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Suzhou Arts and Culture Centre

50th Anniversary China Residency, November 16: Suzhou

Posted by:  The Philadelphia Orchestra on November 19, 2023


Nov. 16, Suzhou: This was another split day with one group of musicians performing at the Humble Administrator’s Garden and another at the Suzhou Museum. Violinist Philip Kates arrives at the Garden. Photo by Todd Rosenberg


Nov. 16, Suzhou: Violinist Yu-Ting Chen, Phil, English hornist Elizabeth Masoudnia, and cellist John Koen warm up before the performance at the Garden. Photo by Todd Rosenberg


Nov. 16, Suzhou: Orchestra Executive Director Ryan Fleur welcomes the crowd to the concert, including a large contingent of press. The Humble Administrator’s Garden is the largest garden in Suzhou and is considered by some to be the finest garden in all of southern China. In 1997 it was named a UNESCO World Heritage Site as a component of the Classical Gardens of Suzhou. Photo by Todd Rosenberg


Nov. 16, Suzhou: Yu-Ting, John, and Phil perform selections from Beethoven’s String Trio No. 2. A garden first appeared on this site during the Shaoxing period (1131–62) of the Southern Song dynasty. It was modified many times and split into sections. In 1949 the parts were joined together by the Chinese government and the garden was opened to the public. It was fully restored in 1952. Photo by Todd Rosenberg


Nov. 16, Suzhou: The other group performed for a large audience at the Suzhou Museum, which houses Chinese art, paintings, calligraphy, and handmade crafts. The Western New Pavilion was designed by I.M. Pei, who was born in Suzhou. Photo by Todd Rosenberg


Nov. 16, Suzhou: Museum goers pull out their cell phones to capture the performance. Photo by Todd Rosenberg


Nov. 16, Suzhou: (L to r) Violinists Mei-Ching Huang and Willa Finck, Principal Clarinet Ricardo Morales, cellist Ohad Bar-David, violist Marvin Moon, and violinists Daniel Han and Amy Oshio-Morales perform Chen Yaoxing’s “The Battle-Horses Galloping” in the atrium. Photo by Todd Rosenberg


Nov. 16, Suzhou: Violinist Davyd Booth, who was on the Orchestra’s 1973 Tour of China, gives interviews to the press at the Museum. Photo by Todd Rosenberg


Nov. 16, Suzhou: The two groups met for a joint performance with members of the Suzhou Symphony that evening at the Suzhou Arts and Culture Centre. Yu-Ting chats with Suzhou Symphony Music Director Chen Xieyang. Photo by Todd Rosenberg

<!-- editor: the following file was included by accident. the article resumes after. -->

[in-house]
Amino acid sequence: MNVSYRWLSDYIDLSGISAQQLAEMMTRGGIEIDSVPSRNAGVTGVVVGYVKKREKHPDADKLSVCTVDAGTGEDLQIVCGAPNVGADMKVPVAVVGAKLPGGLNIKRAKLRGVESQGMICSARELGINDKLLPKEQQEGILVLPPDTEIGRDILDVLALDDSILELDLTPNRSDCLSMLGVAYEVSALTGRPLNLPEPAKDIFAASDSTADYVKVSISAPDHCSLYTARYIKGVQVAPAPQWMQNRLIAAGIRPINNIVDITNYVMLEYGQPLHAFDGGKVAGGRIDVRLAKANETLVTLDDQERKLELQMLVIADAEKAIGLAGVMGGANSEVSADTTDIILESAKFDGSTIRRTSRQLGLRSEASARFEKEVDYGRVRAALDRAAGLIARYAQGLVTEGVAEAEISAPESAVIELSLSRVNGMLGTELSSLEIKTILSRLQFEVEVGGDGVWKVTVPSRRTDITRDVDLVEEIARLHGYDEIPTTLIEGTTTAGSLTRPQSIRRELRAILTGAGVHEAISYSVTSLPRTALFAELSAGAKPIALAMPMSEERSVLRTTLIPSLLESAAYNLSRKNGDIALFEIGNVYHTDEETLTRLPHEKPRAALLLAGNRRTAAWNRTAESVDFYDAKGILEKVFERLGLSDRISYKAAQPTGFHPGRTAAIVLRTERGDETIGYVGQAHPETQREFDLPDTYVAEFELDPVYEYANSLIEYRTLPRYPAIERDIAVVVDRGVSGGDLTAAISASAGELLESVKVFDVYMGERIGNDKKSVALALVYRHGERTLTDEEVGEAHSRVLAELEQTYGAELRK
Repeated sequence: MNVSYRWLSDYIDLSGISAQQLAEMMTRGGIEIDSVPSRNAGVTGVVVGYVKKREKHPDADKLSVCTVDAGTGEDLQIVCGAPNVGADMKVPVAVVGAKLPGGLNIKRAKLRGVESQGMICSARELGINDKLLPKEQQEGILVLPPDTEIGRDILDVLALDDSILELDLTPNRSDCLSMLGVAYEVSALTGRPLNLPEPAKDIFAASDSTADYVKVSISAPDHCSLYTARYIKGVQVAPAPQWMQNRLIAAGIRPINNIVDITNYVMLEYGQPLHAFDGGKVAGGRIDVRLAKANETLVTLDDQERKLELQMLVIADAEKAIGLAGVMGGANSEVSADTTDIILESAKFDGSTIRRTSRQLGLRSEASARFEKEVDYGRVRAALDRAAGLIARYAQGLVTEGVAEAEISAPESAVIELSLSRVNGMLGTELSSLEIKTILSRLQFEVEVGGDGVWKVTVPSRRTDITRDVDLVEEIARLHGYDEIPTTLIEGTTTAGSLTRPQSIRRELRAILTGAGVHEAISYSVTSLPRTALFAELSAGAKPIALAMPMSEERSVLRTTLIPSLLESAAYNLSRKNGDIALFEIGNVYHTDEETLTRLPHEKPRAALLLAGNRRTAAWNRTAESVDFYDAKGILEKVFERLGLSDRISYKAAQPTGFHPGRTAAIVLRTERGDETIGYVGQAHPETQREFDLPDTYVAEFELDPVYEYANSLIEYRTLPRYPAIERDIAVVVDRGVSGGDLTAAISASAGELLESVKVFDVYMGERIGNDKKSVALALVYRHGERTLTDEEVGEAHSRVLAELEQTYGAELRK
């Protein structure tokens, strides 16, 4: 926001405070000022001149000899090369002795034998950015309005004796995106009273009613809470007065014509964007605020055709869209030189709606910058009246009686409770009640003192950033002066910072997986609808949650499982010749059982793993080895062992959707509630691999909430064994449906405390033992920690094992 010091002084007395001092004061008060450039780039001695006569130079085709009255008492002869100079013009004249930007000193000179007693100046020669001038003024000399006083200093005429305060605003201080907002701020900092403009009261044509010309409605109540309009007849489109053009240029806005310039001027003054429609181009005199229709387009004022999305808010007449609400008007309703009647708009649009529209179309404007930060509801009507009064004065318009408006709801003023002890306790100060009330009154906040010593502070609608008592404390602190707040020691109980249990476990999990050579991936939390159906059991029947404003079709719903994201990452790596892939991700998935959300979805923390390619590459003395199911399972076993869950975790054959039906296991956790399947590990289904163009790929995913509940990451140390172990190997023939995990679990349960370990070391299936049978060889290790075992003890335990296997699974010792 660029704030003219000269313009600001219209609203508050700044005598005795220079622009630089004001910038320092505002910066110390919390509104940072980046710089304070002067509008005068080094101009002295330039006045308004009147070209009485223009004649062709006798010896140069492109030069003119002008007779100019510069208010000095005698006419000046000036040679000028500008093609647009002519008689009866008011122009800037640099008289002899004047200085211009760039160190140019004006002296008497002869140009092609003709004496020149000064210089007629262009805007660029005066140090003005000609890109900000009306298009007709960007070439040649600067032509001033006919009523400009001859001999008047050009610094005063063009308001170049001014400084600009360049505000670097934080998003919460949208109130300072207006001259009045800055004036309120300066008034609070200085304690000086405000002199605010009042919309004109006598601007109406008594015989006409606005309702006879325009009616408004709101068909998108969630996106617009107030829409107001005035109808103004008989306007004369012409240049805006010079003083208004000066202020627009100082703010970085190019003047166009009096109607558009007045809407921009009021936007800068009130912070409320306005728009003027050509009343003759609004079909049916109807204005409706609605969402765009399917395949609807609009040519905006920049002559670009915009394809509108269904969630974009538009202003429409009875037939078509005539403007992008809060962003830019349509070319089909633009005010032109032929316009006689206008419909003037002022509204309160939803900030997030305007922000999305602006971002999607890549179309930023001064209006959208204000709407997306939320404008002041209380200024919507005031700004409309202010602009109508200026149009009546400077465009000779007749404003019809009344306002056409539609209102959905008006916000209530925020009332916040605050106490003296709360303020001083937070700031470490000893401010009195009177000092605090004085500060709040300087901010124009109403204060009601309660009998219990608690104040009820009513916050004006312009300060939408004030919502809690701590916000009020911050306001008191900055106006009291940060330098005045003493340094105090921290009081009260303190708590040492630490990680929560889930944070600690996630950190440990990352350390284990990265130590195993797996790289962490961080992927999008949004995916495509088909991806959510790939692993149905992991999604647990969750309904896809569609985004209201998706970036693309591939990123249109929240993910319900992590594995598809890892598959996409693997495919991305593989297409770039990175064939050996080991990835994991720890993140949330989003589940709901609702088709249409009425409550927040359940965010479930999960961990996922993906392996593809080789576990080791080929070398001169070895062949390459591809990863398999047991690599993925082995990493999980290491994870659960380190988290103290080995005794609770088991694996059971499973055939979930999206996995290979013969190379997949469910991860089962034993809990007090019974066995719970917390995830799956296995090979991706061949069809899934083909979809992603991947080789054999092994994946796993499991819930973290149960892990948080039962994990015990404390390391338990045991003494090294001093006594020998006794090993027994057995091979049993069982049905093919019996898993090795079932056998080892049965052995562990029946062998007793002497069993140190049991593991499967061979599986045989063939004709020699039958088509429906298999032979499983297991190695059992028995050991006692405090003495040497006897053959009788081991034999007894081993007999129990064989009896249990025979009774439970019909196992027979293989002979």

Nov. 16, Suzhou: Marvin shakes hands with Daniel Delk, deputy consul general of the US Consulate in Shanghai. Photo by Todd Rosenberg


Nov. 16, Suzhou: Ryan Fleur and Suzhou Mayor Wu Qingwen exchange gifts at a pre-concert event. Photo by Todd Rosenberg


Nov. 16, Suzhou: All of the officials pose for a photo at the pre-concert event. Photo by Todd Rosenberg


Nov. 16, Suzhou: Yu-Ting, Phil, Elizabeth, and John open the performance with two movements from Ruth Gipps’s Flax and Charlock. Photo by Todd Rosenberg


Nov. 16, Suzhou: Yu-Ting, John, and Phil play the second movement from Beethoven’s String Trio No. 2. Photo by Todd Rosenberg


Nov. 16, Suzhou: The Suzhou Symphony Woodwind Quintet performs works by Arie Malando, Malcolm Arnold, and Wang Yang. Photo by Todd Rosenberg


Nov. 16, Suzhou: Mei Ching, Amy, Ricardo, Udi, and Marvin play the third movement from Brahms’s Clarinet Quintet. Photo by Todd Rosenberg


Nov. 16, Suzhou: Daniel, Willa, and Marvin at the conclusion of their performance of the first two movements from Dvořák’s Miniatures. Photo by Todd Rosenberg


Nov. 16, Suzhou: Udi introduces the next piece, the fourth movement from Samuel Taylor-Coleridge’s Clarinet Quintet. Photo by Todd Rosenberg


Nov. 16, Suzhou: Before joining the Suzhou Symphony musicians to conclude the concert with the Chinese folk song “Jasmine Flower,” the Philadelphia musicians received jasmine flower bracelets, which they wore while performing the piece. Photo by Todd Rosenberg


Nov. 16, Suzhou: The combined ensemble performs “Jasmine Flower.” Photo by Todd Rosenberg


Nov. 16, Suzhou: At the end of the concert, a boy approached the stage with flowers, but was asked to return to his seat by the venue security guards. Philadelphia Orchestra staff ended up bringing him and his family backstage. The boy was elated to meet all of the musicians, and he gave the flowers to John Koen. The next day, Orchestra Assistant Conductor Tristan Rais-Sherman received a note from the boy’s cousin: “I want to express my deepest thanks for the extraordinary hospitality shown to my family during their recent trip to Suzhou for the Philadelphia Orchestra performance. Your generosity was remarkable in taking my mother, sister, and little cousin to the backstage with your colleagues—it truly exceeded all our expectations and created an unforgettable memory for my entire family! 50 years ago, my father experienced first-hand the magic of The Philadelphia Orchestra at Beijing. That performance left an impactful mark upon him; thanks to your generous assistance, my entire family now can experience its spellbinding performances as well.” Photo by Todd Rosenberg


Nov. 16, Suzhou: The entire Philadelphia delegation poses with the Suzhou Symphony musicians and officials after the performance. Photo by Todd Rosenberg

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